Korean J Pain. 2014 Jul;27(3):200-9. doi: 10.3344/kjp.2014.27.3.200. Epub 2014 Jun 30.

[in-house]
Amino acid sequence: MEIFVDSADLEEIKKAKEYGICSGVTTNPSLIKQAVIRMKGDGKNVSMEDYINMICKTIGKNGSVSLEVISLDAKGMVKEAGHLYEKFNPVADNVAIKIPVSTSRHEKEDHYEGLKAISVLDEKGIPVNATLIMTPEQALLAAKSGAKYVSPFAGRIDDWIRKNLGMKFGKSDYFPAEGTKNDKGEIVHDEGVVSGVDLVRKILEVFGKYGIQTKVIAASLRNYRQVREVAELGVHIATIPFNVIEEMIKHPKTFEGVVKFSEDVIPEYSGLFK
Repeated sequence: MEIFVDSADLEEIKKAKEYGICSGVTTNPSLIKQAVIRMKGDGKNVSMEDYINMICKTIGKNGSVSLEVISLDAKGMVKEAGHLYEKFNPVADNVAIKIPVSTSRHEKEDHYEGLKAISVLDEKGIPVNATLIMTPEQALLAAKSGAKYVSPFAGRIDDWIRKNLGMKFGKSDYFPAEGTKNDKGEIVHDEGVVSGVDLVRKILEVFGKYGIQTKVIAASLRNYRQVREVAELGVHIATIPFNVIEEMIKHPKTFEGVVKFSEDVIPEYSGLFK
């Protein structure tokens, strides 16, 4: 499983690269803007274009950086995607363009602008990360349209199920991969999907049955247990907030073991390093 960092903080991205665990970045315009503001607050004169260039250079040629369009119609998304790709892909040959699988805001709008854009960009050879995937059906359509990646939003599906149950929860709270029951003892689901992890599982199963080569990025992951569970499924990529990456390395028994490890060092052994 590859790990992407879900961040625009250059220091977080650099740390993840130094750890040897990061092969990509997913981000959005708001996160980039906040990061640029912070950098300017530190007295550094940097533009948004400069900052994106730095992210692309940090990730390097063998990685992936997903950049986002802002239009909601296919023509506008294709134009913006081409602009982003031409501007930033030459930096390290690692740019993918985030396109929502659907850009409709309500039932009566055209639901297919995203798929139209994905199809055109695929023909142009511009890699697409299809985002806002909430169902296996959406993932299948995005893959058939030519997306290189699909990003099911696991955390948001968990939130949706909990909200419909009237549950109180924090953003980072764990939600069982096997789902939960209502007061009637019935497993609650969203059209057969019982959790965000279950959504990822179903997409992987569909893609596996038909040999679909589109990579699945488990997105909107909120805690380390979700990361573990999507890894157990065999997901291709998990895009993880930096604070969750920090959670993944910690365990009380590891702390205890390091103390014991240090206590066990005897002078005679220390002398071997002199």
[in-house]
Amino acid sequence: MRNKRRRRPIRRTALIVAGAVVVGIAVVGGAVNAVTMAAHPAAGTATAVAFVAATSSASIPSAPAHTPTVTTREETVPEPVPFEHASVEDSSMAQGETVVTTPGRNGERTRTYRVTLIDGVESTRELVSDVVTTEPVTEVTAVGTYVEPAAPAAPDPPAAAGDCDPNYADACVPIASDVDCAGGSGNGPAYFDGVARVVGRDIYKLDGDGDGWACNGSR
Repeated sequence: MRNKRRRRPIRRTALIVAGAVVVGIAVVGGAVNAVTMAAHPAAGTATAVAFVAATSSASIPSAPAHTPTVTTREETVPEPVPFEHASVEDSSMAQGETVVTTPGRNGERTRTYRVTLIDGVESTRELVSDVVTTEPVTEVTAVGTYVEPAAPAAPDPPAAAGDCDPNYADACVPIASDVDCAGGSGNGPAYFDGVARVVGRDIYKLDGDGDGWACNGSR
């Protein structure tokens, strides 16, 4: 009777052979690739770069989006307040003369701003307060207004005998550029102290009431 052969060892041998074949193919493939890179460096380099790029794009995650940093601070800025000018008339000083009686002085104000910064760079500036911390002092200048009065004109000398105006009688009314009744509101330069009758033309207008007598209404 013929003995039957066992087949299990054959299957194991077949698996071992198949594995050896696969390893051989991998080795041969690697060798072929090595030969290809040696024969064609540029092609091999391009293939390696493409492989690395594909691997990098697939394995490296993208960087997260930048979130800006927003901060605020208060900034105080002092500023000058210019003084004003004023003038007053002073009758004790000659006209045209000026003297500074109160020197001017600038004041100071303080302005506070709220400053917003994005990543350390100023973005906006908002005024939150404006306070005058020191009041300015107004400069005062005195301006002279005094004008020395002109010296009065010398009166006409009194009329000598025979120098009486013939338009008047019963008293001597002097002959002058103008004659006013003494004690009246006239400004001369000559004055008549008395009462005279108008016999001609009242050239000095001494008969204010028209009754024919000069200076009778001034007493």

BACKGROUND: Spinal opioid administration is an excellent option to separate the desirable analgesic effects of opioids from their expected dose-limiting side effects to improve postoperative analgesia. Therefore, physicians must better identify either specific opioids or adequate doses and routes of administration that result in a mainly spinal site of action rather than a cerebral analgesic one. METHODS: The purpose of this topical review is to describe current available clinical evidence to determine what opioids reach high enough concentrations to produce spinally selective analgesia when given by epidural or intrathecal routes and also to make recommendations regarding their rational and safety use for the best management of postoperative pain. To this end, a search of Medline/Embase was conducted to identify all articles published up to December 2013 on this topic. RESULTS: Recent advances in spinal opioid bioavailability, based on both animals and humans trials support the theory that spinal opioid bioavailability is inversely proportional to the drug lipid solubility, which is higher in hydrophilic opioids like morphine, diamorphine and hydromorphone than lipophilic ones like alfentanil, fentanyl and sufentanil. CONCLUSIONS: Results obtained from meta-analyses of RTCs is considered to be the 'highest' level and support their use. However, it's a fact that meta-analyses based on studies about treatment of postoperative pain should explore clinical surgery heterogeneity to improve patient's outcome. This observation forces physicians to use of a specific procedure surgical-based practical guideline. A vigilance protocol is also needed to achieve a good postoperative analgesia in terms of efficacy and security.